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TALKING ABOUT: The Mountain Goats

 

I made a quick post on the KDR Facebook page the other day about the Mountain Goats song, “Genesis 30:3″. I’ve been pretty well entrenched in Darnielle’s writing for weeks, reading the lyrics to every song online before I even listened to some of them. I’m about to finish my MFA, finally, at a school in Louisville starting in August, and between that and editing the poetry journal, I’ve been trying to surround myself with the right words to put me in the right frame of mind. There’s not too much better than the Mountain Goats for that.

 

But what I discovered (quickly!) was that a lot of the people who read my blog are either (a) diehard tMG fans, or (b) had never heard of them. Fair enough. I’m one of the weird few who always liked what I heard, but never delved too deeply into the music of the back catalogue for one reason or another. That all ended last weekend on our trip back from Lexington. We’d already listened to a couple of new disks (The Deep Dark Woods, for one), and my husband put on The Life of the World to Come. If you don’t know much about the record, it’s a concept album based on different specific verses in the Bible (hence, song titles like “Genesis 30:3″). A lapsed Catholic and someone who has done extensive interviews about his own non-believing, John Darnielle has expressed his awe in the Bible many times. None quite as extensive as this record: and in fact, I’ve read enough interviews in the last week to know that it upset some people on both sides of the coin, bringing some unquestioning believers and militant atheists together.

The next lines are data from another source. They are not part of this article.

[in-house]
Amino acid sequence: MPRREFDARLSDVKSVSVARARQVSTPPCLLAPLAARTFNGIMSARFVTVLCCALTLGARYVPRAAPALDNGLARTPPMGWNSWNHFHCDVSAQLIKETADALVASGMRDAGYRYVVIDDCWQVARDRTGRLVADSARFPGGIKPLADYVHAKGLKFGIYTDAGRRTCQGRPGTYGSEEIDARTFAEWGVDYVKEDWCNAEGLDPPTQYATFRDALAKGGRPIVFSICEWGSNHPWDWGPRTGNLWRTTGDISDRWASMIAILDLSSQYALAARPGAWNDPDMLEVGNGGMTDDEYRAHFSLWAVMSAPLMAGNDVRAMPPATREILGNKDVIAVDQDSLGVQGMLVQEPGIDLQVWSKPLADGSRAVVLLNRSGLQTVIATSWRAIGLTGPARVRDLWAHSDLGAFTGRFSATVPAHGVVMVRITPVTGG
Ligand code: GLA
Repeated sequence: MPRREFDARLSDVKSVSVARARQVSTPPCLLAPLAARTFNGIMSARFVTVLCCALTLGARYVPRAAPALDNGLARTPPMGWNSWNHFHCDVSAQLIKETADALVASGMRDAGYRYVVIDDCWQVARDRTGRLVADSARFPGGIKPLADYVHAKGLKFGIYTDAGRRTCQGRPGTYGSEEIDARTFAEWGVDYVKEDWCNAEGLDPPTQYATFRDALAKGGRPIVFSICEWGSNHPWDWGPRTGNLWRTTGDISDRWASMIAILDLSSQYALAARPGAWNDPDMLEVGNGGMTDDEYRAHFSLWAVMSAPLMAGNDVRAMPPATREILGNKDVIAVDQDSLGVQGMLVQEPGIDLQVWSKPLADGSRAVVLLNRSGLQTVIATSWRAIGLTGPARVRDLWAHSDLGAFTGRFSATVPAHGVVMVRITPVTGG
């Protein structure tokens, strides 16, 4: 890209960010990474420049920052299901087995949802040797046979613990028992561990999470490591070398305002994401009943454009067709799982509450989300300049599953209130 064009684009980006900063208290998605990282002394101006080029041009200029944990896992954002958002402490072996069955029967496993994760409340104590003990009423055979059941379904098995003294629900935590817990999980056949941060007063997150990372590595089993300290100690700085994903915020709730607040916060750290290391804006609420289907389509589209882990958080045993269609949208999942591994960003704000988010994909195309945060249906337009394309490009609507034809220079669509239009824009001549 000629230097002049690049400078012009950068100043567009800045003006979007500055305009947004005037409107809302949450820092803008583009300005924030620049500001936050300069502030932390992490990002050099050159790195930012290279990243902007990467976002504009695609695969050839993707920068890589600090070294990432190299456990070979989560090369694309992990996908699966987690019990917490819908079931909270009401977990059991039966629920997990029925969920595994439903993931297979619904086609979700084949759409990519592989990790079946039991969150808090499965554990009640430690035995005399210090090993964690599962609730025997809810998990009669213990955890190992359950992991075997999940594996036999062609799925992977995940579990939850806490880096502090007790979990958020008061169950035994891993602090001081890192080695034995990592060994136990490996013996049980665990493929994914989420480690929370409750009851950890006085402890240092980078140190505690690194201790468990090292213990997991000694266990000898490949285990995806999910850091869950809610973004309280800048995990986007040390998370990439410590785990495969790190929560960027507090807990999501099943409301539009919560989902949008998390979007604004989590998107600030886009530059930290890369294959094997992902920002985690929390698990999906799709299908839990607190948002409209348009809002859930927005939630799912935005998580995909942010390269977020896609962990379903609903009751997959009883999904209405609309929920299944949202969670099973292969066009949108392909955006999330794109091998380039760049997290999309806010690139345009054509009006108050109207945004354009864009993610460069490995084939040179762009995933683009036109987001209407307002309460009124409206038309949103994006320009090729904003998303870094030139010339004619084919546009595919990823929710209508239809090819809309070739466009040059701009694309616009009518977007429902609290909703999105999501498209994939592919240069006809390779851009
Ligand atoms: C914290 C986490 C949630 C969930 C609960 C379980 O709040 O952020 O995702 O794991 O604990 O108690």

“1 John 4:16″

 

But at The AV Club Darnielle is quoted as having said: “Every good songwriter at some point addresses Biblical stuff. Maybe one or two people who only like one song saw the track list and went, “Oh, now he’s a Christian songwriter.” I hope they hear it and enjoy it, but I’m not writing for them. I’m writing for people who look a little harder than a title. I was actually more concerned that Christian listeners would hear it and take it the wrong way, not take it as a Christian record. It’s neither nor. It’s not an explicitly Christian record. It’s not an anti-Christian record. It is engaged with Christianity.”

 

This might not seem like it has much to do with me giving you a list of good songs to listen to, but it has everything to do with it. Because like Darnielle said of the Bible– you have to engage with Darnielle to understand his music. He’s written literary songs (like one of my favorites, “Love, Love, Love”), Biblical songs (all of the previous record), and songs about his own life. He’s written some of my favorite love songs of all time. He’s written about Denton, Texas! I felt like until I read a little bit about him– and a little bit from him– I couldn’t fully understand why his music did to me what it did.

 

“No Children”

 

And it has messed me up. I’m moved and drowning in music in a gut-punch way that I don’t always feel anymore, now that I’m a grown-up. Because as we were driving down the highway, talking over the music– I wasn’t even listening to the words– I realized I was crying. Pretty hard. This wasn’t a cute, feminine weeping. Every single time Darnielle hit the chorus, “I will do what you ask me to do/ Because of how I feel about you,” I started crying again. And it’s because there is something deeply, deeply human about his characters and his music. They are screwed up, they are broken, they are triumphant. And he ties them all together with his knowledge of literature and art, and seems to be able to help make the listener more whole, patching their cracks with these stories.